On 7 July 2017, at the United Nations in New York, a Treaty on the Prohibition of Nuclear Weapons was voted by 122 Member States, one Member State, the Netherlands, voted against, and one Member State, Singapore, abstained. The nuclear-weapon States did not participate in the drafting of the Treaty.
Immediately after the positive vote, the delegations of the USA, the United Kingdom, and France issued a joint press statement saying that “This initiative clearly disregards the realities of the international security environment… This treaty offers no solution to the grave threat posed by North Korea’s nuclear program, nor does it address other security challenges that made nuclear deterrence necessary.”
Article I: Basic Intent
Article I of the Treaty sets out its basic intention: to prohibit all activities involving nuclear weapons including to develop, test, produce, manufacture, acquire, possess or stockpile nuclear weapons and to use, threaten to use, transfer, station, install or deploy these weapons.
The Treaty will be open for signature and thus the start of the process of ratification at the start of the U.N. General Assembly on 20 September 2017. 50 ratifications are necessary for the Treaty to come into force. 21 September is the World Day for Peace, set by the U.N. General Assembly in 1981. The theme this year is “Together for Peace: Respect, Safety and Dignity for All”.
The Association of World Citizens believes that signing the Treaty on the Prohibition of Nuclear Weapons would be a most appropriate way to mark the Day of Peace and its theme “Together for Peace”. The Association of World Citizens warmly welcomes the Treaty and expresses its deep appreciation to the U.N. secretariat, the delegates of the Member States, and fellow non-governmental organization representatives who have worked to achieve this common goal, an important step toward a world free of the threats posed by nuclear weapons.
World Citizens and the Abolition of Nuclear Weapons
World Citizens were among those who called for the abolition of nuclear weapons shortly after their first use on Japan, and many Japanese world citizens have constantly participated in efforts toward their abolition.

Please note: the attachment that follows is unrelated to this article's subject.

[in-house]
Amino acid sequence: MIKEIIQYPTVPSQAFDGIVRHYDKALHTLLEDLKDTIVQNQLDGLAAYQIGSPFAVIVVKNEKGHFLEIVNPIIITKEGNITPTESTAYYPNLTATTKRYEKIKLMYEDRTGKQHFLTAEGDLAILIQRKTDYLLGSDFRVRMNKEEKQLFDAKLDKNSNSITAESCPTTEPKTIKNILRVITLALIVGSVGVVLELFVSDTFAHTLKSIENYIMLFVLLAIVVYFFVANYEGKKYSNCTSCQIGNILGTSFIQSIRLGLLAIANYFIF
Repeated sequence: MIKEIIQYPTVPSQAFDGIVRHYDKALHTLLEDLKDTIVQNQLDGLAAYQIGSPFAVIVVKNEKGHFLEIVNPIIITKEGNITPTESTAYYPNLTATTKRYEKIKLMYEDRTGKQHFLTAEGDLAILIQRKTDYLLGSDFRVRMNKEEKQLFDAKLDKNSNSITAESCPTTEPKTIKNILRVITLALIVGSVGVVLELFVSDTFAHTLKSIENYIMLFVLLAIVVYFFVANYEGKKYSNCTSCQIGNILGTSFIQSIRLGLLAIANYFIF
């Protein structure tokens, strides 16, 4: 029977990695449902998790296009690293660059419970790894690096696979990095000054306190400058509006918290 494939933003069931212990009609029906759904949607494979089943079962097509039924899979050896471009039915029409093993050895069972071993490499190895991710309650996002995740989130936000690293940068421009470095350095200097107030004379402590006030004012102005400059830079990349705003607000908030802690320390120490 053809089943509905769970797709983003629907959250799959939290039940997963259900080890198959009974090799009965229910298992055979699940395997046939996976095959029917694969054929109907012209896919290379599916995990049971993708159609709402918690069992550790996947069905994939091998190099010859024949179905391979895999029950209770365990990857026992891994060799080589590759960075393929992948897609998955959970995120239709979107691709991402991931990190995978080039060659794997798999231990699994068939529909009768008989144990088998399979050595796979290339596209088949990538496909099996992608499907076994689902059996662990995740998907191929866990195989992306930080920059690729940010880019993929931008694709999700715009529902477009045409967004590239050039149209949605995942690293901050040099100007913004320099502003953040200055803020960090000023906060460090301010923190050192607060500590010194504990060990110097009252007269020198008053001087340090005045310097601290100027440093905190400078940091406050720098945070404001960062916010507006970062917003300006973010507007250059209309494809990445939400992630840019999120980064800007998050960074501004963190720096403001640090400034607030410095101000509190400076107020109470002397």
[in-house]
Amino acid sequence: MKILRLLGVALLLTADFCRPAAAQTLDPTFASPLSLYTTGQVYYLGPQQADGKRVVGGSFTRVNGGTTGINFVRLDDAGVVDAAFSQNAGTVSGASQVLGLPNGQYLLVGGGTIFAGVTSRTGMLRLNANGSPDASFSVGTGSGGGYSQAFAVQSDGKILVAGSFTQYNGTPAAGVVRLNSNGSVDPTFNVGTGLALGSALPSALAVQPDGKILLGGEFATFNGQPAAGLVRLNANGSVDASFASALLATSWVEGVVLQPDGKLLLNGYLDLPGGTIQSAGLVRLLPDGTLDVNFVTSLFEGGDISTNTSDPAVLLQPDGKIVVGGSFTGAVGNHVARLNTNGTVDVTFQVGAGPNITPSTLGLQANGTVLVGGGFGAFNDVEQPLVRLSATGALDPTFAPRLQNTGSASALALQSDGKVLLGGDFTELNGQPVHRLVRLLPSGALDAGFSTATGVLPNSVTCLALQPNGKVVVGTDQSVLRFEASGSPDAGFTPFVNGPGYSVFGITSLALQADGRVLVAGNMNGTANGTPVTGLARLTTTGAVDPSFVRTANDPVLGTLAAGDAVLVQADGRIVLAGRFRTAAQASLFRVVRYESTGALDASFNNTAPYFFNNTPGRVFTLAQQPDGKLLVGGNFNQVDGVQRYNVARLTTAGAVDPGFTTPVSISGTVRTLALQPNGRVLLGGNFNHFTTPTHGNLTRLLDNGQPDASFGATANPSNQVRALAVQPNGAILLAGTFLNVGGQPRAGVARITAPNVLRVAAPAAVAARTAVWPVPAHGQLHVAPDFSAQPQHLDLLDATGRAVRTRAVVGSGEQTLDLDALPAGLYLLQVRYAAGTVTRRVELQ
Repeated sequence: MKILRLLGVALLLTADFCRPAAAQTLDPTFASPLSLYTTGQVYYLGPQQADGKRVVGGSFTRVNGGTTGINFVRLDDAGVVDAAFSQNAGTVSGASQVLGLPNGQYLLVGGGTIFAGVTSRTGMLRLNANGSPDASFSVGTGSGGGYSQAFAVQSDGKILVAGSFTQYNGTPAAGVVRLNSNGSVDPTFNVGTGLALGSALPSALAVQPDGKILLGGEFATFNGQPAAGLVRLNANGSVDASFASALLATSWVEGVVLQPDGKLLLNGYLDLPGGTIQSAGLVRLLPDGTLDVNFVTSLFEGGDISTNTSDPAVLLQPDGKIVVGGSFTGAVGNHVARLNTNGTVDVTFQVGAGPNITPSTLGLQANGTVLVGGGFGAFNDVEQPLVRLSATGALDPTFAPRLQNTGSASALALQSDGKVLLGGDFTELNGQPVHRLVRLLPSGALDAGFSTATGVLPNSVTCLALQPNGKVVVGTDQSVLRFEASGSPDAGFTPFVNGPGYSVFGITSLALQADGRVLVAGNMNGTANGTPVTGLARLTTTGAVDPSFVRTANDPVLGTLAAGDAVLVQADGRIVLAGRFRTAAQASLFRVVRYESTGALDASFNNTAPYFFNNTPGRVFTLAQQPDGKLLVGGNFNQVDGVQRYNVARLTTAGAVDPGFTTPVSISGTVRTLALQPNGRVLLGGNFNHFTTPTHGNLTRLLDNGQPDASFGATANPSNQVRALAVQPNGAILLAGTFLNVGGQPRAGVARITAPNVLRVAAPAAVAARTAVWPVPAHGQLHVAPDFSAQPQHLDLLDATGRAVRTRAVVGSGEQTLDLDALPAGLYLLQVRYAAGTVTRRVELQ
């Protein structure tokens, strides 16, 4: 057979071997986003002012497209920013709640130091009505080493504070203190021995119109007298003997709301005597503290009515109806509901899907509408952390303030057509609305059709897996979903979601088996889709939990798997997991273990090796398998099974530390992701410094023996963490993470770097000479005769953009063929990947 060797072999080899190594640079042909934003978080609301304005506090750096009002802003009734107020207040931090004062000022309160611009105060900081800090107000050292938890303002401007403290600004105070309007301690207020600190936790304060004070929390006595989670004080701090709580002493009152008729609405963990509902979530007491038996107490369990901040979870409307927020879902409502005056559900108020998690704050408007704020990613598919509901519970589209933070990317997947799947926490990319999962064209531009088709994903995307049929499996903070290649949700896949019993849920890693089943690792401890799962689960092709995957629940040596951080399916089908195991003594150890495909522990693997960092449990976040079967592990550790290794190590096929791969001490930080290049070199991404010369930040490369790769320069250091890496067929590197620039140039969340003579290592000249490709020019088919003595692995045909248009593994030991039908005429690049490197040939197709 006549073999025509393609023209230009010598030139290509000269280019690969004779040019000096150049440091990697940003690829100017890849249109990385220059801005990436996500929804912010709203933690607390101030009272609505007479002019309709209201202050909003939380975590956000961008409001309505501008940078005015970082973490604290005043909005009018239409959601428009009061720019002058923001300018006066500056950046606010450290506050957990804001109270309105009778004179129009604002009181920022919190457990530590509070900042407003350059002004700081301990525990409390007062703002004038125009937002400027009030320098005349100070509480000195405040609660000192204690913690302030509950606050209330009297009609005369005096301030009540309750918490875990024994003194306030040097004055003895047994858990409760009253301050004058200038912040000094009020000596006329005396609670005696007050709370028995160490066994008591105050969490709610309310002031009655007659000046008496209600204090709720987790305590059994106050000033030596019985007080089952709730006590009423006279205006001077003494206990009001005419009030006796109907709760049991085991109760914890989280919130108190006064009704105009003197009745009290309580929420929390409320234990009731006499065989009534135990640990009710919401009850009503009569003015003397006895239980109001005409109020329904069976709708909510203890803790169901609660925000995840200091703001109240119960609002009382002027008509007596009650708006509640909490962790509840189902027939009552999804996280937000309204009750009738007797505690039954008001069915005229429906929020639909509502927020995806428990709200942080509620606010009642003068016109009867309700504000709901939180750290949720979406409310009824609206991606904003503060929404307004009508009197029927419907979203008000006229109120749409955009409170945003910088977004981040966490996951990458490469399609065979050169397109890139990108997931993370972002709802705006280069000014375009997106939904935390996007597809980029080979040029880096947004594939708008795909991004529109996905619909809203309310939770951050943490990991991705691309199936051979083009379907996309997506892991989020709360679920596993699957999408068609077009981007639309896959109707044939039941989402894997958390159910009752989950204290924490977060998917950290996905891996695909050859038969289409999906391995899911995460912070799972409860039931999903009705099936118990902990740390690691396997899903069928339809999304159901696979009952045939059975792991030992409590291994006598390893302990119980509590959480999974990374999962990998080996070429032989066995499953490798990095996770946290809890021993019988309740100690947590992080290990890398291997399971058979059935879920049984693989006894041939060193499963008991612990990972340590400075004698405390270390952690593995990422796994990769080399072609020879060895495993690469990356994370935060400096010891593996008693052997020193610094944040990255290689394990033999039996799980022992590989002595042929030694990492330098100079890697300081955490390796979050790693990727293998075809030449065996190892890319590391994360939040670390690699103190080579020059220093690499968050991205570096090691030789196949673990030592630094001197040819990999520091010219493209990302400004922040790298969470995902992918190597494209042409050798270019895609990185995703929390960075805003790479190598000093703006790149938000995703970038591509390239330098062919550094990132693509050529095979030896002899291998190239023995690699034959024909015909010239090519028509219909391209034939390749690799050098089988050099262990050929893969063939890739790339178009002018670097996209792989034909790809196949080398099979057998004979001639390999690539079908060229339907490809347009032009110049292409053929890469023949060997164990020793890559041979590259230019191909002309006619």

World Citizens have also stressed that the abolition of nuclear weapons is part of a larger effort of disarmament and the peaceful settlement of disputes. At each 5-year review of the Treaty on the Non-proliferation of Nuclear Weapons (NPT), World Citizens have stressed that Article VI of the NPT has not been fulfilled by the nuclear-weapon States.
Article VI says that “Each of the Parties to the Treaty undertakes to pursue negotiations in good faith on effective measures relating to cessation of the nuclear arms race at an early date and to nuclear disarmament, and on a treaty on general and complete disarmament under strict and effective international control.” Unfortunately, the issue of general and complete disarmament and forms of verification and control are no longer topics on the world agenda.
The Hague Law Tradition… Updated
The Treaty on the Prohibition of Nuclear Weapons follows what has been called The Hague Law tradition of the banning of weapons because of their humanitarian consequences, a tradition first stressed in Saint Petersburg in 1868 and which was at the heart of the two peace conferences of The Hague in 1899 and 1907. This tradition has led to the ban on poison gas by the 1925 Geneva Protocol as well as the more recent bans on chemical weapons, biological weapons, anti-personnel land mines, and cluster munitions.
A conference of U.N. Member States was held in Vienna, Austria on the Humanitarian Consequences of Nuclear Weapons which brought up-to-date the many reports and studies on the impact of the use of nuclear weapons on humans and Nature. Thus the emphasis of the negotiations on the Treaty concerned more humanitarian consequences rather than arms control issues.
The Way Forward for Progress
World Citizens have always stressed that the abolition of nuclear weapons and other disarmament measures must be accompanied by efforts to strengthen world institutions that can skillfully address conflicts as early as possible. Acting together, all States and peoples can help to define a dynamic vision and program for achieving global security that is realistic and achievable. Progress toward a cosmopolitan, humanist world society requires the development of effective norms, procedures and institutions.
Thus, the start of a speedy ratification procedure of the Treaty on the Prohibition of Nuclear Weapons on 21 September, Day of Peace, would be a sign to the peoples of the world that there is at the world level a vision of this crucial step toward a world of peace and justice.
Disclaimer: The views expressed in this blog post do not necessarily reflect the official policy of Citizens for Global Solutions.